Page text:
Finding The Sweet Spot In Milking Frequency

The way things used to be – cows were milked twice a day, morning and night. Milking technology has since developed where the cow can decide when and how often she wants to be milked. What does the frequency of her milking mean for production? That’s what the UW Dairy Innovation Hub has been exploring.

Erin Kammann is a Madison native educated at UW-Platteville before earning a master’s degree from UW-Madison. Her love for animals started in the 4-H, and she continued that love through research with the UW Dairy Innovation Hub.

Her research project looked at milking frequency with modern farm technology — robotics or automated milking systems. This is unique as most milking frequency studies used traditional milking parlors.

Kammann found that increasing milking frequency for fresh cows – right after a cow has a calf – can have a carryover effect of higher milk production. This means that once you go back to normal milking frequency, the cow will have higher milk production during the rest of her lactation.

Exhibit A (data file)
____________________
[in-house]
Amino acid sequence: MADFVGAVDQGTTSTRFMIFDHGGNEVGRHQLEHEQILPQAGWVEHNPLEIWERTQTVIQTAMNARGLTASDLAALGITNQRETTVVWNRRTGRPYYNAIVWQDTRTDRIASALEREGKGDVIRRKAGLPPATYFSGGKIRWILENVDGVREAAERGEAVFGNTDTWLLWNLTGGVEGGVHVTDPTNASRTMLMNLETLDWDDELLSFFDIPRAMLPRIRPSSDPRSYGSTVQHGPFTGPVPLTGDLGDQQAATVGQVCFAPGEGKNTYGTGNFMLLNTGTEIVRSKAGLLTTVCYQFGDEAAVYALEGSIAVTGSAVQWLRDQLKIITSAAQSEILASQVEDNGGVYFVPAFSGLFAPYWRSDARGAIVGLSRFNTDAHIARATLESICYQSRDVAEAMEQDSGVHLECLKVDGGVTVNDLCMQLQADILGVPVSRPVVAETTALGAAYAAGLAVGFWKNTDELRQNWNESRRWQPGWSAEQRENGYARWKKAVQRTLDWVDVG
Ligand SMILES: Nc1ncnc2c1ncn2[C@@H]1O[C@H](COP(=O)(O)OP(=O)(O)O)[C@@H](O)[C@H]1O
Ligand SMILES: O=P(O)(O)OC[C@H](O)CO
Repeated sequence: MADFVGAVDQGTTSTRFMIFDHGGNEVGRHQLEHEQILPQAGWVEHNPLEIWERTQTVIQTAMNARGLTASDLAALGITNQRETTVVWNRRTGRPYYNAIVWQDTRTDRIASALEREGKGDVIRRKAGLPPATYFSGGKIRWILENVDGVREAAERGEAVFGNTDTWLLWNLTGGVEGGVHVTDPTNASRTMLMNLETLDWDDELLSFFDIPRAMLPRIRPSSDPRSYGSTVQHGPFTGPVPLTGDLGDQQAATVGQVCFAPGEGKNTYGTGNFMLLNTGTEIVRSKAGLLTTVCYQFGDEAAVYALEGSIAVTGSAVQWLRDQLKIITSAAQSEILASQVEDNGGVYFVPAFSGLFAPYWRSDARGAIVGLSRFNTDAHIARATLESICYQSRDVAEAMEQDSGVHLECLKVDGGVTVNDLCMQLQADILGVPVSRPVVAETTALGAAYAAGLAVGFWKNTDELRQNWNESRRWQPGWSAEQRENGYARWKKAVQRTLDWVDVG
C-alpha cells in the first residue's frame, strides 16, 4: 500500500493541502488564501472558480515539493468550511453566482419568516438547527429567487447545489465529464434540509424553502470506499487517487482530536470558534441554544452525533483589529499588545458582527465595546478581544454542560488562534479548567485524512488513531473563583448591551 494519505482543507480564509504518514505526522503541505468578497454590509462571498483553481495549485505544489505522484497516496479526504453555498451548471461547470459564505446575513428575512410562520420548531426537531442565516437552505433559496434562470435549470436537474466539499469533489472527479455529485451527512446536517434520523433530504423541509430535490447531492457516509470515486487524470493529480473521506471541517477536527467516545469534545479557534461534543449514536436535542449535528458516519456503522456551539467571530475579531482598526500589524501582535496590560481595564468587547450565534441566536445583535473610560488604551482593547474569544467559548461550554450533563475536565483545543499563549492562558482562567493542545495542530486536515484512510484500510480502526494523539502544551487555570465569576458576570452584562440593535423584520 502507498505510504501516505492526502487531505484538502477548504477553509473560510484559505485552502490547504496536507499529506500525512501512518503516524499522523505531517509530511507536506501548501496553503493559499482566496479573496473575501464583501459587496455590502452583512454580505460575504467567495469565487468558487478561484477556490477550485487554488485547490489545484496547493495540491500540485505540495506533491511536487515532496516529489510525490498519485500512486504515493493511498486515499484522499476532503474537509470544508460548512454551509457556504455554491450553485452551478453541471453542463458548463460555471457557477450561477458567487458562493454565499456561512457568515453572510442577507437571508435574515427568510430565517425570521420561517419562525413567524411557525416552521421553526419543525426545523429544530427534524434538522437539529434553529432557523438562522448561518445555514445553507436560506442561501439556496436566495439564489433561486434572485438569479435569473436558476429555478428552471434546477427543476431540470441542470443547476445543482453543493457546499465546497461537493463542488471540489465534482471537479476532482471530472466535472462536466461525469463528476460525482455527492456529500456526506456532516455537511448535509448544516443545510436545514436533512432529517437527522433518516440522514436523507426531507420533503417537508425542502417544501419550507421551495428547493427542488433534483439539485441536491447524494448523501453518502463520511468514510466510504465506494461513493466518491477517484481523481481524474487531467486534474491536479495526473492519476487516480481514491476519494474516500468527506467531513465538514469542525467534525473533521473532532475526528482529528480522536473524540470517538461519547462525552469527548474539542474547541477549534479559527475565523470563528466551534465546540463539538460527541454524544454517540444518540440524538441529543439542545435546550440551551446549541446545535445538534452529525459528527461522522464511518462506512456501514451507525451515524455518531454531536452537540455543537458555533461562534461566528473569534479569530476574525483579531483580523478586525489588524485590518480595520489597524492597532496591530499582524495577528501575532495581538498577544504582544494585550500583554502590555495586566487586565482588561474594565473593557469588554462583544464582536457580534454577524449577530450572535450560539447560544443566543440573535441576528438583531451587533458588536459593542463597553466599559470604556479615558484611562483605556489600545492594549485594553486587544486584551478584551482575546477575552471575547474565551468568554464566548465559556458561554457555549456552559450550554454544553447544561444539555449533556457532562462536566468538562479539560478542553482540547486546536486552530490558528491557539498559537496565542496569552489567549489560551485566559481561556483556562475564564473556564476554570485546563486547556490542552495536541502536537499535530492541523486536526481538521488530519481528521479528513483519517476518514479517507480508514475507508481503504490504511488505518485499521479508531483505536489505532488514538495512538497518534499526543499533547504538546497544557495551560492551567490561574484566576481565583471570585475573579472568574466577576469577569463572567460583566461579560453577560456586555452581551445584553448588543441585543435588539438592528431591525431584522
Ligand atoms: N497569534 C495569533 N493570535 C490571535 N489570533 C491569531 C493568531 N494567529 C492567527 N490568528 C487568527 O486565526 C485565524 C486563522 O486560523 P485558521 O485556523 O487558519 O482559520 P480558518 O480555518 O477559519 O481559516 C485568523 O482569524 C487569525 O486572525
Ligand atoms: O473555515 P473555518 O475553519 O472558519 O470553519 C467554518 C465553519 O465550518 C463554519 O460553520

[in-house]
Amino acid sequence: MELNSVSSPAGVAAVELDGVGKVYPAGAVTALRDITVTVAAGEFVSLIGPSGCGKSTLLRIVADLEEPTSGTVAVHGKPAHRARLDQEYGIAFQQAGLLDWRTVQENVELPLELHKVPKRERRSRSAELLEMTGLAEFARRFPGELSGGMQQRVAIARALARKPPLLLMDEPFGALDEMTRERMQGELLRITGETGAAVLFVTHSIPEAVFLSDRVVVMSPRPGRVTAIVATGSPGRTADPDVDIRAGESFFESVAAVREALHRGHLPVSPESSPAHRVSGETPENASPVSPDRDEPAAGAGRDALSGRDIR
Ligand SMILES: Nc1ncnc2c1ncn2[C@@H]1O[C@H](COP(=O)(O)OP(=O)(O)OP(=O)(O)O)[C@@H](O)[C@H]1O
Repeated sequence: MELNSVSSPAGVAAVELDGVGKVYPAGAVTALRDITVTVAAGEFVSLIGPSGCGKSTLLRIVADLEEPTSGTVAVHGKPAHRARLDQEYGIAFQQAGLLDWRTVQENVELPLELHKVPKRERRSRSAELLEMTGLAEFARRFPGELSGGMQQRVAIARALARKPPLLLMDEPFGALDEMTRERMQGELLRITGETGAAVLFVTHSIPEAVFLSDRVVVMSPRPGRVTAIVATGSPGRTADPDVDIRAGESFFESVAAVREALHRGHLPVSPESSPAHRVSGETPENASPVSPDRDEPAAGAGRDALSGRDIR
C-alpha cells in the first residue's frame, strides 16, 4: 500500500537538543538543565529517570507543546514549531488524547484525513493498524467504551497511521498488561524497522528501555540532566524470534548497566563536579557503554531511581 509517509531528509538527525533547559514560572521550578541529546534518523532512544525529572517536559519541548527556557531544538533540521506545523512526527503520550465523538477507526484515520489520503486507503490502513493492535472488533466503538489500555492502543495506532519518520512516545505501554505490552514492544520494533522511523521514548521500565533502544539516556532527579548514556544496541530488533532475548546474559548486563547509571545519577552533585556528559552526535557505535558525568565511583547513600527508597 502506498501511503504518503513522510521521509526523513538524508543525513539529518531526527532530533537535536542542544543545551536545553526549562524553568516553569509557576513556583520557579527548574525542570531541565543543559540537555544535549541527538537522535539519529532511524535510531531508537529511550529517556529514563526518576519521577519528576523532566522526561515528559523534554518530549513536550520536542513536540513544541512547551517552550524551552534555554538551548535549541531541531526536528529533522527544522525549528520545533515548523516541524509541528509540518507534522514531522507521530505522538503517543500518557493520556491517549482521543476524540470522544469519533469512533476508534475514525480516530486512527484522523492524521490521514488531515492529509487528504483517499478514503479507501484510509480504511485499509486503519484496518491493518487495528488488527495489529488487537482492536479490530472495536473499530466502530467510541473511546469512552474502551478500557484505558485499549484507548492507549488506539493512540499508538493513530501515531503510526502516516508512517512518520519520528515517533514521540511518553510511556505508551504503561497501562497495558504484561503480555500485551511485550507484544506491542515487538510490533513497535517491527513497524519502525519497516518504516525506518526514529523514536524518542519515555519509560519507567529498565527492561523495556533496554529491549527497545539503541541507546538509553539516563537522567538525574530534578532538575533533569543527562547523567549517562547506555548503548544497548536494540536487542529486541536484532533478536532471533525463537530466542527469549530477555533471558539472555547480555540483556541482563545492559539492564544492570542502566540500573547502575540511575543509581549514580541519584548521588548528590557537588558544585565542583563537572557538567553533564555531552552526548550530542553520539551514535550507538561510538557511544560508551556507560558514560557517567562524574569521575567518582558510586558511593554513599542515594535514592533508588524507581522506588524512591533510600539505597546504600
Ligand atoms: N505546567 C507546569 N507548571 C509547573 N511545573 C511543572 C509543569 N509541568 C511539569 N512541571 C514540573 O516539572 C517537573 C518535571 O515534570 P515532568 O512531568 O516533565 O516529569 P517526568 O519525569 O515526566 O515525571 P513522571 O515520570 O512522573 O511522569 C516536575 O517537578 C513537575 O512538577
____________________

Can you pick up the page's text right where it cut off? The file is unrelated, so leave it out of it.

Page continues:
Specifically, the research milked a fresh cow six times a day and three times a day. Six times a day over a long period of time can have a negative impact on the cow. She’ll start using her own fat reserves to make milk. It’s also a labor strain on the farm.

However, if you milk a cow upwards of six times a day for a short period of time right after she calves – says 30 days – you’ll see an increase of 9 kilograms of milk per day or 20 pounds of milk throughout the rest of her lactation, Kammann says.

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